(a) A [Mills] induces M [Cigna] by fraud to make an instrument payable to A. A negotiates it to B [Sun Corp.], who takes as a holder in due course. After the instrument is overdue B gives it to C [plaintiff], who has notice of the fraud. C succeeds to B's rights as a holder in due course, cutting off the defense.

If the 1995 amendments are to be given retroactive effect, See footnote 2, the law governing the rights of an transferee who merely has accepted the transfer of the instrument is now found in N.J.S.A.12A:3-203b. It restates the principle of the former Official Comment 3, example (a), as substantive law. This section states:

Transfer of an instrument, whether or not the transfer is a negotiation, vests in the transferee any right of the transferor to enforce the instrument, including any right as a holder in due course....

[Emphasis added].

The Uniform Commercial Code Comment 2 to this section similarly states:

Under subsection (b) a holder in due course that transfers an instrument transfers those rights as a holder in due course to the purchaser. The policy is to assure the holder in due course a free market for the instrument.

Again, Uniform Commercial Code Comment 4, Case #1, tracks the case before us. See footnote 3

These sections could not be clearer. Plaintiff received by assignment the right of a holder in due course to this instrument, which apparently had been presented and then dishonored because of defendant's stop payment order. The draft itself remained the basis of a claim upon which plaintiff or its assignor had three years to sue after the dishonor of the draft or ten years after the date of the draft, whichever period expired first. N.J.S.A. 12A:3-118c. The former governing section, N.J.S.A. 12A:3-122(3), merely stated that the cause of action on the draft accrued upon dishonor, whereupon the normal contract statute of limitations would have started to run. Because the draft in this case was dishonored on or about July 12, 1993, and this action commenced August 28, 1995 both the old and new statutes were satisfied. Defendant's murky statement in its brief that "Sun Corp. held onto the dishonored check for over two years ... before [plaintiff's] purchase" is therefore the addition of a meaningless fact.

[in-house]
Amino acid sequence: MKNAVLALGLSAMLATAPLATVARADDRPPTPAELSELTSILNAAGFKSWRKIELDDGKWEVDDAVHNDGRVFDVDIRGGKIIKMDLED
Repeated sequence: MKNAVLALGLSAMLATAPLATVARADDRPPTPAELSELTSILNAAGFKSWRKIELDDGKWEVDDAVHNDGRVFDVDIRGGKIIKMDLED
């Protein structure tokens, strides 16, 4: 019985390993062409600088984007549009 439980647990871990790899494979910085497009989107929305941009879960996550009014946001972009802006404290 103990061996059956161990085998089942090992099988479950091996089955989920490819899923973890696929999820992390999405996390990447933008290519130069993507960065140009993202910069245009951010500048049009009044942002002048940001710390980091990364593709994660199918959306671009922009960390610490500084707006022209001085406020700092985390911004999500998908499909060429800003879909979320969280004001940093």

The summary judgment appealed from is reversed, and the matter is remanded with directions to enter judgment in favor of plaintiff, with interest.

Footnote: 1
Contrary to defendant's claim in its supplemental brief, the issuer was not then, nor was it thereafter, discharged on the instrument with respect to a holder in due course, notwithstanding the instrument's dishonor. See N.J.S.A. 12A:3-601 and the pre-amendment 12A:3-602.

Footnote: 2
There is some authority to suggest that the amendments should be given retroactive effect where it appears that the changes are merely declarative of the law. See Carnegie Bank v. Shalleck, 256 N.J. Super. 23, 35-42 (App. Div. 1992). We need not reach that issue in this case, since both the old and new statutes have similar provisions.

Footnote: 3
Defendant in its supplemental brief refers to Case #4, which deals with a purchaser who has notice of a defense before obtaining the payee's endorsement. Such a transferee could not be a holder in due course, and therefore, could not transfer those rights to an assignee. In this case, Sun Corp. took the instrument without notice of dishonor, and therefore Sun Corp. could transfer its rights as a holder in due course to plaintiff.

Also, both the old and new sections have exceptions where the transferee participated in the fraud or where the instrument is then reconveyed to the party who originally committed the fraud. Neither exception applies to this case.